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ARS Home » Midwest Area » West Lafayette, Indiana » Crop Production and Pest Control Research » Research » Publications at this Location » Publication #402320

Research Project: Fungal Host-Pathogen Interactions and Disease Resistance in Cereal Crops

Location: Crop Production and Pest Control Research

Title: Phenotypic and genotypic resources for the USDA quinoa (Chenopodium quinoa) genebank accessions

item NEPA, NIRMAN - Purdue University
item CONDORI-APFATA, JORGE ALBERTO - National University Of Toribio Rodriguez De Mendoza Of Amazonas
item GAIRE, RUPESH - Bayer Cropscience
item ANCO, MAYELA ELIZABET - National University Of Saint Augustine
item Scofield, Steven - Steve
item MOHAMMADI, MOHSEN - Purdue University

Submitted to: Crop Science
Publication Type: Peer Reviewed Journal
Publication Acceptance Date: 5/26/2023
Publication Date: N/A
Citation: N/A

Interpretive Summary: Quinoa is an important source of nutrition that is growing in importance in agriculture. The number of countries cultivating Quinoa is rapidly increasing. Seventy six countries were reported to grow it in 2013 and that increased to 123 by 2018. Its grain is highly nutritious and able to be grown in a wide variety of environments, notably arid regions. In this work reported the genetic diversity of the USDA-ARS's's collection of 148 Quinoa accession was screened for a wide variety of agronomic traits and the genome-wide association studies (GWAS) were performed to identify DNA sequences associated with these traits. This work provides important DNA markers for these traits that can be used by breeders around the world who are working to improve Quinoa qualities and yield.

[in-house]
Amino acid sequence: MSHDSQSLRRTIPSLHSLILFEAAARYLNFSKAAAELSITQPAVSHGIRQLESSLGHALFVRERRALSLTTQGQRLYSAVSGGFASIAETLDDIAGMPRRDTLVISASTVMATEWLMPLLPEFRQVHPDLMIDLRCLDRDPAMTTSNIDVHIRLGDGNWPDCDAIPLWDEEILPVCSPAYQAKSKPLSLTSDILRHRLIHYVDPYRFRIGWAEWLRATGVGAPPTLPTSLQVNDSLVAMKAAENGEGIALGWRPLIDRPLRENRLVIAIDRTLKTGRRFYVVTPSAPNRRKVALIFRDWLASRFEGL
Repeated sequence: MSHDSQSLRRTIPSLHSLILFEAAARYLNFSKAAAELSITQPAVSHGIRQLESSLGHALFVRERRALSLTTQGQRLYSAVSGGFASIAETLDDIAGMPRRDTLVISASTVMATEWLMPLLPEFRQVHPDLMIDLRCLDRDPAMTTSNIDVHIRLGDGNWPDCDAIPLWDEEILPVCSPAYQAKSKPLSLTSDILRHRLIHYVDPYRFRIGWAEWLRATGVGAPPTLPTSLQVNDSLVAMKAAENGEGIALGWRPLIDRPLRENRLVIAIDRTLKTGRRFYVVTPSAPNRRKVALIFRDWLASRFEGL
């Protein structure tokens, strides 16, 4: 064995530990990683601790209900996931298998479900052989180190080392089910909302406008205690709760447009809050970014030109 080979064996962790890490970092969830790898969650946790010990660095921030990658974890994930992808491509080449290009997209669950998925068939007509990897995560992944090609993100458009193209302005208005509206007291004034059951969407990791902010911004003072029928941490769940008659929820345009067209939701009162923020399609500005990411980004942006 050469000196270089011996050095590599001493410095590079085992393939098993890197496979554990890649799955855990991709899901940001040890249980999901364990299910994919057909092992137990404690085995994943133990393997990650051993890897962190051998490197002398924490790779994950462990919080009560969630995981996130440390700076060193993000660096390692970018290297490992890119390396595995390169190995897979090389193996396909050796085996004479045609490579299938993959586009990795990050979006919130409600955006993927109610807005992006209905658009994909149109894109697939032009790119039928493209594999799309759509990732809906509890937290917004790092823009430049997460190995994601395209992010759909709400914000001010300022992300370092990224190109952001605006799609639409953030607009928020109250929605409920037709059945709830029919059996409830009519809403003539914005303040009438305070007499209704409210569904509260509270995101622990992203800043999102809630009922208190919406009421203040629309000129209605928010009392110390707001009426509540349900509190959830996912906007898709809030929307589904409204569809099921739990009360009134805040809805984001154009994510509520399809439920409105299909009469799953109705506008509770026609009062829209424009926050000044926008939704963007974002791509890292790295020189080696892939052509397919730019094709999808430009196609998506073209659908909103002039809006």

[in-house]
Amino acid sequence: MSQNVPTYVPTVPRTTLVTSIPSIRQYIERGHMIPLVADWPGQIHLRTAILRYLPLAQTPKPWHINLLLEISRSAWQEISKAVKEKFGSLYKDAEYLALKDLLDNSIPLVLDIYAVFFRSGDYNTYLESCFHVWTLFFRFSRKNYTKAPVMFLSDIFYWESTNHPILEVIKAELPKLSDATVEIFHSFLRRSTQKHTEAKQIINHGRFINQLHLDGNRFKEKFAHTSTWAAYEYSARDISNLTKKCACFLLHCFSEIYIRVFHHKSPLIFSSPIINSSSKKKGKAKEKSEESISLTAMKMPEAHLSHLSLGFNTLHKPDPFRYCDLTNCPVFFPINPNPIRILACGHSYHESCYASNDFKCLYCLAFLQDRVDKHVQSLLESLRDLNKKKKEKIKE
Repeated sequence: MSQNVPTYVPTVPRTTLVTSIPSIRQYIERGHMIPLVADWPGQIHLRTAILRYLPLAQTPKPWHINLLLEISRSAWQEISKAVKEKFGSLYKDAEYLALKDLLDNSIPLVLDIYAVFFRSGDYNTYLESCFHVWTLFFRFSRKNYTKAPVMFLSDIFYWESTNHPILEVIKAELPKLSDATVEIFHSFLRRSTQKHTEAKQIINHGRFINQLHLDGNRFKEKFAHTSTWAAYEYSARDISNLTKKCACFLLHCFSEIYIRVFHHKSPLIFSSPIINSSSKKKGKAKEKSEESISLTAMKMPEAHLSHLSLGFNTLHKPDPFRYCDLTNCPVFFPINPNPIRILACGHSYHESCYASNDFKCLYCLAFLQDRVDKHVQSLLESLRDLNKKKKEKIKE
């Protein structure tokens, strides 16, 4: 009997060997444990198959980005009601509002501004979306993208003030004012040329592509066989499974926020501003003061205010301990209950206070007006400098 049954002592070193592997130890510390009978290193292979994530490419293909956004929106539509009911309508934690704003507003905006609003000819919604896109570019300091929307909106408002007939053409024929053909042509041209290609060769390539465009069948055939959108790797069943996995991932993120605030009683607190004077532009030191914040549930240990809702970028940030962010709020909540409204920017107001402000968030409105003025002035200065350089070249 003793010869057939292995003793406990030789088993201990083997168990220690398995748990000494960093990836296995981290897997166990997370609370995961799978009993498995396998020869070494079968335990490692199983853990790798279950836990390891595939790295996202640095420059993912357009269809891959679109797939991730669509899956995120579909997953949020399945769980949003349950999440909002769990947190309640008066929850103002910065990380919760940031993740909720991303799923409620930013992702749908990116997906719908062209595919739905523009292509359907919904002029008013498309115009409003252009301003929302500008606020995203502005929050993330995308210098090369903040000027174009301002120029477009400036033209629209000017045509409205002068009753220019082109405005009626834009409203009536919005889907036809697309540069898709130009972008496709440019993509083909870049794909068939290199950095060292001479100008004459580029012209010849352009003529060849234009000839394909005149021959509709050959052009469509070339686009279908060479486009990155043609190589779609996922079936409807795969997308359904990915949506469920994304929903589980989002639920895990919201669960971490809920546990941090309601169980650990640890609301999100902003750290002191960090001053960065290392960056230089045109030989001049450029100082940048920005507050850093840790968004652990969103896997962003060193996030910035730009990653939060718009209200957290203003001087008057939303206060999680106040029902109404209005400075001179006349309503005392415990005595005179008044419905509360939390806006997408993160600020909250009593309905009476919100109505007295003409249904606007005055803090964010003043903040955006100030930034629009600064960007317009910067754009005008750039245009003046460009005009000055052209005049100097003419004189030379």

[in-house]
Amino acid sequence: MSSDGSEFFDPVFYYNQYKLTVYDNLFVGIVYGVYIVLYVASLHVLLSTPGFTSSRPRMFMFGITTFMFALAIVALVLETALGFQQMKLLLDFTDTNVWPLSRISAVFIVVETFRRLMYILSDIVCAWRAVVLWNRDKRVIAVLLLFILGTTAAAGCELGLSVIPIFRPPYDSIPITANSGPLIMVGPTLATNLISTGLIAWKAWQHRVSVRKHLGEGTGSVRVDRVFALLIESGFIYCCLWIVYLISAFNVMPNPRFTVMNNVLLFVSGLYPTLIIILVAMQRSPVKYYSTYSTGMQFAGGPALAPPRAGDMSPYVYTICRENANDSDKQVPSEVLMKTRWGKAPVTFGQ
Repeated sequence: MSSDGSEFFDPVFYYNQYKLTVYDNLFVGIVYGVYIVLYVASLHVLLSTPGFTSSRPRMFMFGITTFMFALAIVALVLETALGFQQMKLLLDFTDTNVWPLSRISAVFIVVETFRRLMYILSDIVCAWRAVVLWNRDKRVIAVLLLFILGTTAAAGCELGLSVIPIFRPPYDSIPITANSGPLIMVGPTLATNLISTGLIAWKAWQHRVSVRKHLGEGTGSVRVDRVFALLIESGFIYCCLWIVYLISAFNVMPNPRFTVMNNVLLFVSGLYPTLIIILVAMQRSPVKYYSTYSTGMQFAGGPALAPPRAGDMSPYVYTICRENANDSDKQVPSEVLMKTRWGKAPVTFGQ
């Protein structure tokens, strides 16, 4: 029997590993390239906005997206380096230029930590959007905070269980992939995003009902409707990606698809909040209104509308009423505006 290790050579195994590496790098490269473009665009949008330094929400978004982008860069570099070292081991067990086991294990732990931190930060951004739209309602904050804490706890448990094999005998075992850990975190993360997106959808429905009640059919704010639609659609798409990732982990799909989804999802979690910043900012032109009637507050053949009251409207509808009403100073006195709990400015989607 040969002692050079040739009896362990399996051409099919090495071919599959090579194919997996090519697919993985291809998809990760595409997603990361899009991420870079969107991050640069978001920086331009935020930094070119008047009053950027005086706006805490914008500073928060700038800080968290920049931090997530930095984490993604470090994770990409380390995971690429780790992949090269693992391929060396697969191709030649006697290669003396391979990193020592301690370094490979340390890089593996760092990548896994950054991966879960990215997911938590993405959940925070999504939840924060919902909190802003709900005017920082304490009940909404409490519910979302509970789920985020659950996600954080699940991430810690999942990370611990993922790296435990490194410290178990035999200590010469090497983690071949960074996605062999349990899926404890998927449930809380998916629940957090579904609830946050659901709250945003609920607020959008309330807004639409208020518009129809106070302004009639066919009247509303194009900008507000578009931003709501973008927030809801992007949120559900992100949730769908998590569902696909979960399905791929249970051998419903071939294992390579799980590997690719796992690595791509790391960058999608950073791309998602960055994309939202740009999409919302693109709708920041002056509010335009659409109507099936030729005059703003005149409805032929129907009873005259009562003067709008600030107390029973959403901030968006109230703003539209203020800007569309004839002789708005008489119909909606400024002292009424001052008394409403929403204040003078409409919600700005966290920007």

Technical Abstract: Quinoa is a nutritious grain, with balanced composition of amino acids, and a facultative halophyte. Under greenhouse conditions, we assessed 148 quinoa accessions from the USDA genebank for grain yield, phenological, morphological, and physiological features.. For all traits, an ANOVA revealed a significant difference among accessions. The accessions matured as late as 146 days after planting and yielded up to 19.6 grams per plant. . The accessions were divided into three separate clades using cluster analysis based on phenotypic features, Euclidean distance, and the Ward clustering approach.. By adopting the NsiI/BfaI combination to enhance the genotyping-by-sequencing technique, we were able to generate 92,693 filtered single nucleotide polymorphism markers by mapping to the reference genome.. The unrooted NJ tree confirmed the existence of two large clusters, and the first two principal components explained 38.9% and 8.2% of the molecular variations, respectively.. Linkage disequilibrium analysis on scaffold_1001 showed that the LD persists as high as 0.2 over a range of 1100 kb. Using two principal components as covariates to account for population structure, TASSEL was used to conduct GWAS for days to flowering and maturity, plant height, branching, and grain yield. Marker-trait associations (MTAs) were found at -logP > 4 in these studies. Up to 17.8% of variability in phenotypic features were explained by the MTAs. These findings helps to cataloging and conservation of phenotypic and genotypic diversity of USDA’s quinoa germplasm. Furthermore, quinoa genetic diversity can be harnessed for improvement of quinoa by breeding or genome editing to address future food security.